Though Customs agents frequently intercept the drug, plenty gets through. Experts are skeptical that the surge can be contained, considering the increasing volume of mail and the incredible potency of synthetic opioids
The front line of the campaign against the dangerous opioid fentanyl can be found in a cavernous hangar at Chicago’s O’Hare International Airport patrolled by drug-sniffing dogs and sharp-eyed X-ray machine operators. Their job is to determine which of the tens of millions of parcels that pass through each year contain the powerful synthetic drugs blamed for a soaring rate of fatal overdoses, the Chicago Tribune reports. “After a while, you’re able to identify which packages are most interesting,” said Francis Byrne of U.S. Customs and Border Protection. Though officers frequently intercept fentanyl, plenty gets through. The drug is a fixture in Chicago’s narcotics trade, pressed into phony prescription pills or mixed into heroin. Last year, synthetics contributed to 57 percent of Cook County’s fatal opioid overdoses.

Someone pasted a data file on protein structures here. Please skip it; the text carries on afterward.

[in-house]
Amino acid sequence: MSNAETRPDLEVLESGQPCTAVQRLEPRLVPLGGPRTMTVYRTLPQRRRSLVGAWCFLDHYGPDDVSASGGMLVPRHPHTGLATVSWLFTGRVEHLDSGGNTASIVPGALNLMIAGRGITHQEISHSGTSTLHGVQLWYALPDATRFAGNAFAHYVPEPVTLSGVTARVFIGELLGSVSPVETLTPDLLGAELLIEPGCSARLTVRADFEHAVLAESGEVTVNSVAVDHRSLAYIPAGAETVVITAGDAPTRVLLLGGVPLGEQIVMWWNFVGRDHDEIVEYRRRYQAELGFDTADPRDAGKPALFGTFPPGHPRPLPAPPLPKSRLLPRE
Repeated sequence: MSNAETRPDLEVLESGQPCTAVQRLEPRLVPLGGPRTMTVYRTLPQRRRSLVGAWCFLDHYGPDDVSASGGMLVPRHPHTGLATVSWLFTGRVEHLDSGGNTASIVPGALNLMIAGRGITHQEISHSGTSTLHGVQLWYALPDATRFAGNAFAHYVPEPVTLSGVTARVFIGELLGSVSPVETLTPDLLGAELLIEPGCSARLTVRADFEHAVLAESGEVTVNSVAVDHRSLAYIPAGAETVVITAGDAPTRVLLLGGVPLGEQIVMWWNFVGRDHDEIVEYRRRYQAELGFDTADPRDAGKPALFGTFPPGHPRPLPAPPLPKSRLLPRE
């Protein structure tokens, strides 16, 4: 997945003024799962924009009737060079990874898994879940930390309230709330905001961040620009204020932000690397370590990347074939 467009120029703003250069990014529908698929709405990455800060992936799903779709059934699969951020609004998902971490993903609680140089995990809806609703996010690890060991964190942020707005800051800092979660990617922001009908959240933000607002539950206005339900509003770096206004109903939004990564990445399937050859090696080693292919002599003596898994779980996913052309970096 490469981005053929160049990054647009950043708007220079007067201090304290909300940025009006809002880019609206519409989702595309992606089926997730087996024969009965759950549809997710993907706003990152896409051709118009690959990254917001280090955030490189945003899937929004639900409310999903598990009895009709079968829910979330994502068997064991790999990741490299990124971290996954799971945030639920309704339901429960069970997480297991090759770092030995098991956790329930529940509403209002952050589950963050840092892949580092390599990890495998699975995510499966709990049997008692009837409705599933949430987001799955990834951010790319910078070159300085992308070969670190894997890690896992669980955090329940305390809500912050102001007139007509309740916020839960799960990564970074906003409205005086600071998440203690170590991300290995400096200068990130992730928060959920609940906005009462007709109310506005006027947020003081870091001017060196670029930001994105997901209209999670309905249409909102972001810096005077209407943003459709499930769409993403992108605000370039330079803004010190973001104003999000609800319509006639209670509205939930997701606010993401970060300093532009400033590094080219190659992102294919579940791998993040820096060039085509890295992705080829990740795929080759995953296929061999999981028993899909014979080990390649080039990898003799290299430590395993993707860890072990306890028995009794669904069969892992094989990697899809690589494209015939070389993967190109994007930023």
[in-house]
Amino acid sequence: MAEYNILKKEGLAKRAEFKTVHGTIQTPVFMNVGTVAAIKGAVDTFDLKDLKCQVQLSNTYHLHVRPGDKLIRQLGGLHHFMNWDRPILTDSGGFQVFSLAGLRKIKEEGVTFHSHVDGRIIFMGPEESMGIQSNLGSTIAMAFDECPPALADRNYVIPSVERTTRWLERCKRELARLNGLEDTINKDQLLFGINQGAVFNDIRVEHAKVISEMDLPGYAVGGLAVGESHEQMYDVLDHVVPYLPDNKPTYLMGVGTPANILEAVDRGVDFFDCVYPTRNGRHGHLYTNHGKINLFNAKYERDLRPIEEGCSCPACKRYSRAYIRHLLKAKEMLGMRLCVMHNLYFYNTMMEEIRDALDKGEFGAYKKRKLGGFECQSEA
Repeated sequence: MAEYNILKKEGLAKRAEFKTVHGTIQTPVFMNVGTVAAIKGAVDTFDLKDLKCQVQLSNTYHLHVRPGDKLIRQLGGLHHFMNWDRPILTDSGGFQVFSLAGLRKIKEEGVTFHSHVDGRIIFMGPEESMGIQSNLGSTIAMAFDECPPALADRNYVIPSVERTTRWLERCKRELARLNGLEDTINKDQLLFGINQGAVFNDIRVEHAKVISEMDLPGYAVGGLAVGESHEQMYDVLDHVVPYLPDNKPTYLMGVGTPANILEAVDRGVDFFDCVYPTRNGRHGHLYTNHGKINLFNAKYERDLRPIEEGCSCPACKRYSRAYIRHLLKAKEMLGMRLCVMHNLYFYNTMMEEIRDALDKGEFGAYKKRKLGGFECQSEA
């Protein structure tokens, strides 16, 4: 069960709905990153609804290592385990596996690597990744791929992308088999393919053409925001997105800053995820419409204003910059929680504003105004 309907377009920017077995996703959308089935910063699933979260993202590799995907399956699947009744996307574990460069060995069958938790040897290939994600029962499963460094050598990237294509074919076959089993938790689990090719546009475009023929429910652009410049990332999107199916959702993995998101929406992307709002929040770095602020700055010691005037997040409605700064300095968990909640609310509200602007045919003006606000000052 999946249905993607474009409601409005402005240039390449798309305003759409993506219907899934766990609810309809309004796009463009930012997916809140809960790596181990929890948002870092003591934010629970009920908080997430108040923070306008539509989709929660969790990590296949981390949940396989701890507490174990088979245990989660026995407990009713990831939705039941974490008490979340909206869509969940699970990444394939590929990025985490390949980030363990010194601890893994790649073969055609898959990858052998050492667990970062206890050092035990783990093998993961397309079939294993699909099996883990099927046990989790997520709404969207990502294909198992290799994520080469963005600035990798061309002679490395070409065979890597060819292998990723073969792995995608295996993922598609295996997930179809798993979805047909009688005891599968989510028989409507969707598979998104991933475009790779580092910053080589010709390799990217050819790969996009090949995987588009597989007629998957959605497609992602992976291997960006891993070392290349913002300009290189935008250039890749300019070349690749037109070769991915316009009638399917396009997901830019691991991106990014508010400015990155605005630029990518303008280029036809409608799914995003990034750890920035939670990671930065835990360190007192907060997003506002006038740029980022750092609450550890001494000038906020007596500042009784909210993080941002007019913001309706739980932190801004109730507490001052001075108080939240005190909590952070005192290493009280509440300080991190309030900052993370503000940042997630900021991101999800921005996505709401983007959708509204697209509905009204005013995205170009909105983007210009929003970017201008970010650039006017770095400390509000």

A U.S. Senate report this year found that fentanyl can be easily purchased online from overseas pharmaceutical companies, particularly those based in China. The ever-increasing volume of mail and the incredible potency of synthetic opioids — a mere kilogram can be turned into hundreds of thousands of individual doses — make some experts skeptical that the surge can ever be contained. “The biggest indictment of that entire system (of drug interdiction) is that our streets are more awash in black market drugs than ever, and we’re spending much more effort and time than ever trying to stop it,” said Prof. Leo Beletsky of Northeastern University. The U.S. Drug Enforcement Administration estimates that a kilo of fentanyl bought for $3,000 to $5,000 can generate $1.5 million in revenue. Some believe detection will become increasingly difficult as chemists devise powerful opioids that can be profitably smuggled in ever tinier quantities. Mark Kleiman of New York University’s Marron Institute predicts that synthetics will become so strong that producers will transport them in envelopes, not parcels, perhaps soaking the drugs into paper to make them even harder to find.